Rumya S. Putcha
A scholar working in the fields of critical race theory, gender, sexuality, and queer theory, media and performance studies, ethnomusicology, dance studies, and popular music studies, Rumya S. Putcha is an assistant professor in the Department of Performance Studies and an affiliated faculty member in the Women’s and Gender Studies Program as well as the Race and Ethnic Studies Institute at Texas A&M University. Her first book, Mythical Courtesan | Modern Wife: Feminist Praxis in Transnational South Asia, examines the relationship between epistemologies of music and dance, gender and sexuality, rape cultures, raciality, and sex work in South Asian media economies. Dr. Putcha is currently working on a project titled, “Refrains of a Hillbilly Elegy: Country Boys, Social Media, and the Affective Politics of 21st Century White Supremacy,” which examines constructions of race, citizenship, and post-9/11 American cultural politics within country music publics. Her second book project, “Namaste Nation: Commercial Yoga Industries and Neo-Orientalism in 21st Century America” extends her work on South Asian dance cultures to critical analyses of commodified yoga practices within neocolonial discourses of body, race, and citizenship.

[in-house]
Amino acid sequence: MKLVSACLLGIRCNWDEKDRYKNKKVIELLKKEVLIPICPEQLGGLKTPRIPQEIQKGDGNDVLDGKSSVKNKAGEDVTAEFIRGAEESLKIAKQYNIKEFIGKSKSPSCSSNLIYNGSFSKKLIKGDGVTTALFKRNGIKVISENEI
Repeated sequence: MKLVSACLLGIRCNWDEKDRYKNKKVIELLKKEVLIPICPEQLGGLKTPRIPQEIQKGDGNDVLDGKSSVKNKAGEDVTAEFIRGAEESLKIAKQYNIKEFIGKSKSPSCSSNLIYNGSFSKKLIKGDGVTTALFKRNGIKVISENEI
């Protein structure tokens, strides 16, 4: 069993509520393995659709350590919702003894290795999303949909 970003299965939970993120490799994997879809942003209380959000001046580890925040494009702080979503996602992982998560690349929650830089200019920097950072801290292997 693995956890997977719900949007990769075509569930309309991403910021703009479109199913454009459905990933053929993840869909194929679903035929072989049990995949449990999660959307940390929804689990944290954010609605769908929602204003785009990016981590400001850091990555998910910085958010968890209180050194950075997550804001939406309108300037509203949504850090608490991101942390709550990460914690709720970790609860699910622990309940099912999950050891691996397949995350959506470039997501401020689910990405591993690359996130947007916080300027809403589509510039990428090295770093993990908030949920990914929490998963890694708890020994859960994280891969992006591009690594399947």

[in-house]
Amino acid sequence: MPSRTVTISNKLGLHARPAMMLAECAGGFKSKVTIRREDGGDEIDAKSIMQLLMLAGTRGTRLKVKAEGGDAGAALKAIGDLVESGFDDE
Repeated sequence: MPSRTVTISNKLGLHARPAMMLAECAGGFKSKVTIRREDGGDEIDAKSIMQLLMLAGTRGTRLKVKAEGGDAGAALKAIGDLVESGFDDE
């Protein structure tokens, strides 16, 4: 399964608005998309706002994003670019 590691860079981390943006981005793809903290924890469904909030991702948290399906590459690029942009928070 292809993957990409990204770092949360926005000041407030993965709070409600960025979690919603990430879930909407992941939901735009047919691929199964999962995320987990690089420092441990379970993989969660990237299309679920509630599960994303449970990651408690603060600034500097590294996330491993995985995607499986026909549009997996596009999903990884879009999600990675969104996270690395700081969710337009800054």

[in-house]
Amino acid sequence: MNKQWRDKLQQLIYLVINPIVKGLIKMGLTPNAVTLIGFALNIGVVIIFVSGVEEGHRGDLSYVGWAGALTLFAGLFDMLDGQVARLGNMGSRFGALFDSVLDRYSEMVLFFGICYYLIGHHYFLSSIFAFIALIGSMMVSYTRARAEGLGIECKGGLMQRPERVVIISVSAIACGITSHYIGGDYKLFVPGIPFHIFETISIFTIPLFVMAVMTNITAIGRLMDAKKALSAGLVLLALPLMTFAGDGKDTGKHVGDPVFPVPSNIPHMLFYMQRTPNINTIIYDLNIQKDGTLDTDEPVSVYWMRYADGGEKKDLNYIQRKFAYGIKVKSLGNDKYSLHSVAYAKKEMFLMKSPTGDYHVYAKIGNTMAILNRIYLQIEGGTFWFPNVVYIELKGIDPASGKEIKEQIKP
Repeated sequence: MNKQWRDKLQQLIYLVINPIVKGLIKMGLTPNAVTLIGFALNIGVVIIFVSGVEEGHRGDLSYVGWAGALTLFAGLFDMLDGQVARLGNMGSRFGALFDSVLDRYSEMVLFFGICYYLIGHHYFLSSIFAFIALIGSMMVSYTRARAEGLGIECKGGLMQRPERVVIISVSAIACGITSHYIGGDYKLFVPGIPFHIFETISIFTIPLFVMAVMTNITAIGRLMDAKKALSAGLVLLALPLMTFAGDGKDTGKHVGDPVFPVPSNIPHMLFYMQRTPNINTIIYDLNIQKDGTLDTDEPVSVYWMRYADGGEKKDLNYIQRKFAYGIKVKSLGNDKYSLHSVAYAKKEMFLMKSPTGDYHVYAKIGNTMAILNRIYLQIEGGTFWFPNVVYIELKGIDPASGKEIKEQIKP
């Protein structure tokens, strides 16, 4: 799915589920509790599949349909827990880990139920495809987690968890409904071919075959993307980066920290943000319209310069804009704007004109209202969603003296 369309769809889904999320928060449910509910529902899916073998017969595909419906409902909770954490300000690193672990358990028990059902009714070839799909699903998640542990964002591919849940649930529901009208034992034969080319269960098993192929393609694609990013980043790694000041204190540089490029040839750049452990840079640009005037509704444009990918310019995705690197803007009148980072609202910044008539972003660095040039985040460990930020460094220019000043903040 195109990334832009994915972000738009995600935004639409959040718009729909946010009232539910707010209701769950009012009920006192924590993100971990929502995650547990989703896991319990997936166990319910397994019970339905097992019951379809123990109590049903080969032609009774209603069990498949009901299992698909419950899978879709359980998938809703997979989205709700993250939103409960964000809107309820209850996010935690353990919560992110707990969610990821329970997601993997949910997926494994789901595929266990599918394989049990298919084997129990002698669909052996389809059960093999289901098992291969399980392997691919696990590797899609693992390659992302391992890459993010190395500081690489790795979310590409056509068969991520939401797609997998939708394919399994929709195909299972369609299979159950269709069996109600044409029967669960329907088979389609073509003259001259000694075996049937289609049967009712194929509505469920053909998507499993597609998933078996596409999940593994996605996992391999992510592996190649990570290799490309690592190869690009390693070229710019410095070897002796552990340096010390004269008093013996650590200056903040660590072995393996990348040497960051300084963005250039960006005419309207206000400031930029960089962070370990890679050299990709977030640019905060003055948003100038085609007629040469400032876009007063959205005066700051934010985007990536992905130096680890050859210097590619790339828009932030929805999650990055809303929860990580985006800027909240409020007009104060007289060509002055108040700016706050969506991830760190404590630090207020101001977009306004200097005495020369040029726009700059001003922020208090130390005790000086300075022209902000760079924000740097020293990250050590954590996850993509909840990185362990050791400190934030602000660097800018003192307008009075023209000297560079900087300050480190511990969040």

As an Indian classical dancer trained in both the Bharatanatyam and Kuchipudi styles, Dr. Putcha has conducted many years of ethnographic research on dance and yoga in India as well as the United States. She is also a professional soprano, performing in chapel choirs in both Boston and Chicago.
A.B., 2003, The University of Chicago
Ph.D., 2011, The University of Chicago
2015 “Dancing in Place: Mythopoetics and the Production of History in Kuchipudi.” Yearbook for Traditional Music 47: 1-26
2013 “Between History and Historiography: The Origins of Classical Kuchipudi Dance.” Dance Research Journal 45(3): 1-20.